Florida Panhandle--the Emerald Coast (March 25)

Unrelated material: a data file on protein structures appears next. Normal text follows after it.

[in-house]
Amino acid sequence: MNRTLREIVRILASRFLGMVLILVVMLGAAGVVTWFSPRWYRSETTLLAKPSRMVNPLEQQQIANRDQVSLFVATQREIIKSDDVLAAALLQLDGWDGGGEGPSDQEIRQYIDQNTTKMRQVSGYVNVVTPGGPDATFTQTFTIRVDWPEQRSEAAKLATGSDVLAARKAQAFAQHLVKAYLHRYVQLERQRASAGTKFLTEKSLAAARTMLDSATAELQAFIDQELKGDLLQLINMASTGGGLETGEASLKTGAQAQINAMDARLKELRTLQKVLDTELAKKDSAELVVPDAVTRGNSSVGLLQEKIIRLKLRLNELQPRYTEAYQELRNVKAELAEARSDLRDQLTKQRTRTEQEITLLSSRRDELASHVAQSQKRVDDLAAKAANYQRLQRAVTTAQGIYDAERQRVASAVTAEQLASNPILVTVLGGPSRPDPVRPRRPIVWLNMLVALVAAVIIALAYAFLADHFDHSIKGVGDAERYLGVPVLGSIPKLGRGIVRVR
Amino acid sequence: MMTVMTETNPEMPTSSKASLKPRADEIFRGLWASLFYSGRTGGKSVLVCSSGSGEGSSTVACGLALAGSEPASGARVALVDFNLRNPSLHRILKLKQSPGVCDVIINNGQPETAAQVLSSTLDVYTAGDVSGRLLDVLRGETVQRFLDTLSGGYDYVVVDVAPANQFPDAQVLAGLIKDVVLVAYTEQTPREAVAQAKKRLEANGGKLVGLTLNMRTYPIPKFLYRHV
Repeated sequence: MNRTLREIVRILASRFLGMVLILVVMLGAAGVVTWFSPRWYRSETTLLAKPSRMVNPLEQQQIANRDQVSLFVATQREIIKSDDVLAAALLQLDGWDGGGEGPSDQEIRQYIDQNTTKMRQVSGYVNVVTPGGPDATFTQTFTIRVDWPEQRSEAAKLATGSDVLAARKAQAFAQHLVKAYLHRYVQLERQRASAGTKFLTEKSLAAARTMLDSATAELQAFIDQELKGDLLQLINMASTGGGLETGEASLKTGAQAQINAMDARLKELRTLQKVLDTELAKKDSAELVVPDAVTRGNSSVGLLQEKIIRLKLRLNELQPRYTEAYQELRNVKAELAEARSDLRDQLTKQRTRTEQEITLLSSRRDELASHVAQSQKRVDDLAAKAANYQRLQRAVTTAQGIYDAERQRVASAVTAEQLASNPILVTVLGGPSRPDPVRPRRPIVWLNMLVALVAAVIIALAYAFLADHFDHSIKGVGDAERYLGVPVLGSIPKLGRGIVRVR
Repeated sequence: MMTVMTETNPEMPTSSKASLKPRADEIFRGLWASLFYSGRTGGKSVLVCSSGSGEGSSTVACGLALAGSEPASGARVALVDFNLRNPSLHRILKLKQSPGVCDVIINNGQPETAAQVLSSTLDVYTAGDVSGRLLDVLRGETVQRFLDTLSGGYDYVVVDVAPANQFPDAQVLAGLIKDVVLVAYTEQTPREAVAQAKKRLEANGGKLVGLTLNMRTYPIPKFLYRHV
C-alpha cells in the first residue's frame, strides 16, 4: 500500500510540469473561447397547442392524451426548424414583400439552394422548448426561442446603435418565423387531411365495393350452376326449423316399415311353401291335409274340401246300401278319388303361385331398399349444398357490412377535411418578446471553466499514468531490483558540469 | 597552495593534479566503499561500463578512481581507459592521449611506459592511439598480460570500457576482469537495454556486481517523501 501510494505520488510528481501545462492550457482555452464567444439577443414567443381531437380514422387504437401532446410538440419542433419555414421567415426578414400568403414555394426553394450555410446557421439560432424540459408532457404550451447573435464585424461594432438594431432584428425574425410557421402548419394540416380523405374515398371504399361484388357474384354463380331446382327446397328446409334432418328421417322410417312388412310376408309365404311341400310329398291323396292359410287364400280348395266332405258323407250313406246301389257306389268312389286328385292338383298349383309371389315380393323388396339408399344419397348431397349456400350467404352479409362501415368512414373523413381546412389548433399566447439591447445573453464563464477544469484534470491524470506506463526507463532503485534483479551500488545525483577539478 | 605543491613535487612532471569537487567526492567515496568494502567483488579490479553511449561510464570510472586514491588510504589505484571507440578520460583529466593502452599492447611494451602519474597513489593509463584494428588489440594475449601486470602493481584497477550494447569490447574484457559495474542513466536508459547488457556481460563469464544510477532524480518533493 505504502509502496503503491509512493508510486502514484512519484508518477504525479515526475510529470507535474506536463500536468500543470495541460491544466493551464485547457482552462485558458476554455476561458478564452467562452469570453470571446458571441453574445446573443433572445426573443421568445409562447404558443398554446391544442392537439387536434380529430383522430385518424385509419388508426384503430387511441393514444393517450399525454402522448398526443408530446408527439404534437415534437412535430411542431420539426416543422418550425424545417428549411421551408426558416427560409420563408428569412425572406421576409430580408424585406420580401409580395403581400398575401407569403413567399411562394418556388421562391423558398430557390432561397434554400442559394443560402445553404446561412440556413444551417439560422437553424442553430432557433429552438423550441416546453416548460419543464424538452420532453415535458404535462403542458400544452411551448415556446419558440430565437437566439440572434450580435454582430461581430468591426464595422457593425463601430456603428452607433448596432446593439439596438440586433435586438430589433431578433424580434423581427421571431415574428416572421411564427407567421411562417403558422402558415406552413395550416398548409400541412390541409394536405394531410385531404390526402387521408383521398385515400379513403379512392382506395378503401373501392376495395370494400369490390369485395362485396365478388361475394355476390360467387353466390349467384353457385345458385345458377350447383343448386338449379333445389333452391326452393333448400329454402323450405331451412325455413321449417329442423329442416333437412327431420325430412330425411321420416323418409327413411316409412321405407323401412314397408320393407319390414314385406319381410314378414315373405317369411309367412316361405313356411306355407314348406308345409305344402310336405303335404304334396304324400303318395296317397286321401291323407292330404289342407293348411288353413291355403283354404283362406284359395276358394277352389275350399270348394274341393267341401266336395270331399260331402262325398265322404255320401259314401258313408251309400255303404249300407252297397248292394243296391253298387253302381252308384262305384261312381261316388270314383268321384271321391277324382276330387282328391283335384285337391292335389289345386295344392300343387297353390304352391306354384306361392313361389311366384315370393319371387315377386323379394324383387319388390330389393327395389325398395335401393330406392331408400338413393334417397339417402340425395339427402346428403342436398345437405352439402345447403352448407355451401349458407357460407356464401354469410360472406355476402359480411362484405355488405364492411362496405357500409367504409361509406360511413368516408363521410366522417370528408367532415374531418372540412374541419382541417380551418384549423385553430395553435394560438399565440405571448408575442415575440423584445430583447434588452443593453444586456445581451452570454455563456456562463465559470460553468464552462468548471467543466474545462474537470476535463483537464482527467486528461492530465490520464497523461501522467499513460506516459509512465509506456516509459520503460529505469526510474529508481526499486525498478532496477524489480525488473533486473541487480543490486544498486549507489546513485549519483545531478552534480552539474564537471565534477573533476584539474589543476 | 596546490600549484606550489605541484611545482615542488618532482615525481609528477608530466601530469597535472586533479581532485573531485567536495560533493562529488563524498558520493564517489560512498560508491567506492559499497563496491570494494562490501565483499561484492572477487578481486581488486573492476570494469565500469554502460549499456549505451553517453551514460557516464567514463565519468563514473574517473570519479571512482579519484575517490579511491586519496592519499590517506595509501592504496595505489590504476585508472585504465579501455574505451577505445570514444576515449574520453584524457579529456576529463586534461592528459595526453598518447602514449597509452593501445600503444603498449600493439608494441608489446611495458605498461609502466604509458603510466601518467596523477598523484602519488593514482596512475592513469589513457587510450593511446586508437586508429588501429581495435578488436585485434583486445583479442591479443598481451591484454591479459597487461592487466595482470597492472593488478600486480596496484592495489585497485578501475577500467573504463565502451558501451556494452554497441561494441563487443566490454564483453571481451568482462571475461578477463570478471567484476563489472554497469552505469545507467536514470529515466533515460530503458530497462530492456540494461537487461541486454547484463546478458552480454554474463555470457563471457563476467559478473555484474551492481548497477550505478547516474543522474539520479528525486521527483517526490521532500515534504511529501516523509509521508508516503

Our drive from Cedar Key to Niceville (yes, that's really a place!) Florida was long--7+ hours and 400 miles. Florida is really a big state! We had tried to book one of the Florida state parks that are on the beach, but they fill up fast and we had to settle for Rocky Bayou State Park, about 5 miles from the beach, but a nice park and campground on the water. Our plan was to stay in this area for a couple weeks, for a few days of which our friend Lallie was planning to fly down and stay with us. The nearest beach town to us is Destin, FL which is near Ft. Walton Beach. These towns have the most beautiful beaches--white soft fine sand beaches and clear green water. There are also extensive bays, harbors, canals and other water features in this area, so it is extremely scenic. We enjoyed watching the great sunsets from Destin Harbor, Blueharbor Marina (only a 5 minute drive from our campground) and of course the beaches. Topsail State Park is one we'd love to try to stay in next year. It's a lovely, spacious campground with grassy sites and a short bike ride from the gorgeous beach. We also went to Richardson Beach State Park one weekend and it's beach was also great. I did a little diving while here, which wasn't a tropical coral reef like the Keys, but was interesting in it's own way. The visibility was about 40 feet and we did two dives, one on a natural limestone reef with soft corals and sponges, the other on an artificial reef composed of the demolition debris from an old bridge that was replaced. Both had a lot of interesting fish and other marine life. It was fun to get back down underwater and I felt a lot more comfortable having just done some diving a month before in Key Largo. We did some great eating in Destin and one Sunday while Lallie was here, we took advantage of her nautical experience to rent a pontoon boat and explore the bay and bayous around Destin. Very nice and we saw some dolphins too! We'd love to come back the the Emerald Coast some day and hopefully camp right near the beach. It's funny how serendipity works on a trip like this. Case in point: I happened to pick up a "Snowbirders" tabloid newspaper one night at a restaurant and read in the calendar section that there was a bluegrass festival the coming weekend on Dauphin Island, Alabama. I'd never heard of Dauphin Island, but we love bluegrass and had no firm plans other than to drift over to the Alabama coast for a while. On further research, Dauphin Island sounded great, so we booked a couple nights at a campground there and headed off late on a Friday to catch a couple days of bluegrass. Read on to find out about it!